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Market Dynamics

U.S. Equities Market Attributes June 2022

Enter the bear, exit the bull. We decidedly entered a bear market this month, as higher inflation, higher interest rates and a slowing economy pushed the S&P 500 into official bear territory (down 20% from its last closing high, in this case Jan. 3, 2022’s 4,796.56). It reached a closing low of -23.55% (3,666.77, on June 16), then seesawed upward, as buyers went bargain hunting, but with slower trading than when sellers dominated the market.

The S&P 500 closed the month at 3785.38, down 8.39%, and it closed at -16.45% for Q2 (the worst Q2 since 1970’s -18.87%) and -20.58% YTD (the worst start to a year since 1970’s -21.01% ). Last Fourth of July, investors were opening their half-year statements with a 14.41% gain; now it’s a 20.58% decline.

At this point, inflation is being placed squarely as the fall guy for the market declines, as the market’s “expert” historians cite the Fed’s “excess” stimulus programs as the reason for the 40-year high inflation rate, and then the Fed’s attempts to Volker its way out of inflation and avoid a recession, with the market still split on if they can avoid one (but more seeing it than not).

Index Returns

Stagflation Ahead? Understanding the Drivers and Economic Impacts of Higher Inflation

Dealing with high inflation is never simple. With stagflation, it's even more complicated. Stagflation is typically marked by slow economic growth combined with relatively high unemployment and rising prices—think late 1970s and early 1980s.

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Global Credit Conditions Q3 2022: Resurfacing Credit Headwinds

Sharp monetary tightening is putting a brake on global growth, with inflation, energy security, and geopolitical uncertainty being the chief risks.


Global Economic Outlook Q3 2022: Rates Shock Puts The Economy On A Slower Path

Six short months ago the macro landscape was markedly different from today. The U.S. and eurozone economies were expected to grow at around twice their potential rates in 2022; emerging markets were closing the gaps.


Global economics provides comprehensive and consistent economic forecasts and analysis to help our clients identify business growth opportunities, measure industry performance, and quantify market risk—for 206 countries.



Global Debt Leverage: If Stagflation Strikes, Still-Recovering Corporate Sectors Hit Hardest

In our stagflation stress test, we found the mostvulnerable sectors are those not recovered from the COVID crisis, namely consumer discretionary, industrials and real estate. This may vary for our rated issuer pools.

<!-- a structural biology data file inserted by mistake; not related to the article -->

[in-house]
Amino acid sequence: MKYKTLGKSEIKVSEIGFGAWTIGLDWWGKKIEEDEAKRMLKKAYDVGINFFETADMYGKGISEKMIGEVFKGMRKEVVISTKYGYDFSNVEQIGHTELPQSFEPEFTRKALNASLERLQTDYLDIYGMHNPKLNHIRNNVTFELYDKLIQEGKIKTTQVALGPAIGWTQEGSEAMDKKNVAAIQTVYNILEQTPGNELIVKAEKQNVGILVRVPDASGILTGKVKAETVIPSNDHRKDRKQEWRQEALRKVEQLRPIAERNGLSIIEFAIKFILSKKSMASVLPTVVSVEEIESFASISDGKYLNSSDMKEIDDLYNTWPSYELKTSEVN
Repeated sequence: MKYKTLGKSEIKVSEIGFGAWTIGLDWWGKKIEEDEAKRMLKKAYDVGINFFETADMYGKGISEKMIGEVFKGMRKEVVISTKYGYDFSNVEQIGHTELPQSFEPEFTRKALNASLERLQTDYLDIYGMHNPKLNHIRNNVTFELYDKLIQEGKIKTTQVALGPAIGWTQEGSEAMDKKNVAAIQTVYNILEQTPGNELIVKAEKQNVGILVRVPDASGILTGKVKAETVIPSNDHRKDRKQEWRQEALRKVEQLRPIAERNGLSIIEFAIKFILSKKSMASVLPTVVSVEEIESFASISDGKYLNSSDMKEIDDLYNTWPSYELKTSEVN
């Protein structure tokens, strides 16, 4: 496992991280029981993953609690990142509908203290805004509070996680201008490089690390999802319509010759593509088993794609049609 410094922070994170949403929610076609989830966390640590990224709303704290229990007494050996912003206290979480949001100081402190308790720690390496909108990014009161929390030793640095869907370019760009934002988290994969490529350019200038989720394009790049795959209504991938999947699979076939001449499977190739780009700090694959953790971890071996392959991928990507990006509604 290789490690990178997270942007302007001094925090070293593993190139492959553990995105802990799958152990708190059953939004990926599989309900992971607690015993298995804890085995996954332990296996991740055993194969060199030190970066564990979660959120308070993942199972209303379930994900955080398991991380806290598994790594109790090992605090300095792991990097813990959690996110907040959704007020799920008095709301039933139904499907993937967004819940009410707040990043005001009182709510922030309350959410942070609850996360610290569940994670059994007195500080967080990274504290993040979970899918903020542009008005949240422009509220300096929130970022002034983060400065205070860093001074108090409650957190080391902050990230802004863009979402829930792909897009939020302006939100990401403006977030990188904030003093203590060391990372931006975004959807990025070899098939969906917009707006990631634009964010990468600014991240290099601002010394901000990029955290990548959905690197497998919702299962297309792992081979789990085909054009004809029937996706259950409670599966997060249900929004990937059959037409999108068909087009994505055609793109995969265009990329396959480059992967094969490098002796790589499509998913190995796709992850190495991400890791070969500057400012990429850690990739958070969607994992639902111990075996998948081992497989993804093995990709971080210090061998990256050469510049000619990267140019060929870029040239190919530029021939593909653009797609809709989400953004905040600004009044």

The most at-risk corporate issuers are in real estate, transportation, aerospace and defense, business and consumer services, and metals and mining.

Unsurprisingly, Still-Recovering Industries Fare Worse In The Stress Test

Global Debt Leverage: If Stagflation Strikes, Loss-Making Corporates Will Double Globally

The inflation situation is worsening, compounded by Russia’s invasion of Ukraine and China’s somewhat-contrarian lockdown approach to controlling COVID infections. The Federal Reserve has significantly raised its Funds Rate and is beginning to taper its asset holdings (quantitative tightening).

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The Heavy Hand Of Inflation On China Consumer Entities—Who Will Be Hit, And How

Rising costs and slipping demand are hitting the credit profiles of Chinese consumer-facing companies. Over the next three to six months, we will likely revise downward our revenue or profit expectations for about 40% of rated consumer entities in Greater China. The effects will be most acute for firms with limited ability to pass through costs to their customers, or which sell highly discretionary goods and services.

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Supply Chains

Global Inflation Peak Signaled As Supply Delays Ease And Demand Falters

The latest PMI data compiled for JPMorgan by S&P Global showed companies' input costs rising at the slowest rate for four months, signaling a cooling of global consumer price inflation in the coming months.

Global PMI Input Costs and CPI Inflation

U.S. PMI Data Show Demand For Goods And Services Falling In June, Taking Pressure Off Prices

June saw signs of an increasingly broad-based weakening of the US economy with demand now falling in both the manufacturing and service sectors. While the survey data point to a stalling of GDP at the end of the second quarter, a downshifting in the forward-looking new orders index and drop in companies' future output expectations hints at falling economic activity as we head through the summer.


The Global Economic Climate Is Shifting, As Fighting Inflation Gains Urgency

With inflation at a fever pitch, central banks around the world are raising interest rates with new urgency, hoping to cool inflation by slowing growth of aggregate demand and achieving a closer balance with supply. Meanwhile, Russia's war with Ukraine and recent lockdowns in mainland China have further disrupted supply chains, adding to cost pressures.


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Inflation, Inflation, And More Inflation

Fed tightening intended to lower inflation will slow the economy through tighter financial conditions: lower stock prices, higher bond yields, wider risk spreads, and a strong dollar.

Some effects are already being felt in the housing sector, where home sales have fallen, homebuilder sentiment has softened, mortgage applications have declined sharply, and some indicators of home construction activity have declined.

Akshat Goel is a senior economist in the U.S. Macro and Consumer Economics group at S&P Global Market Intelligence

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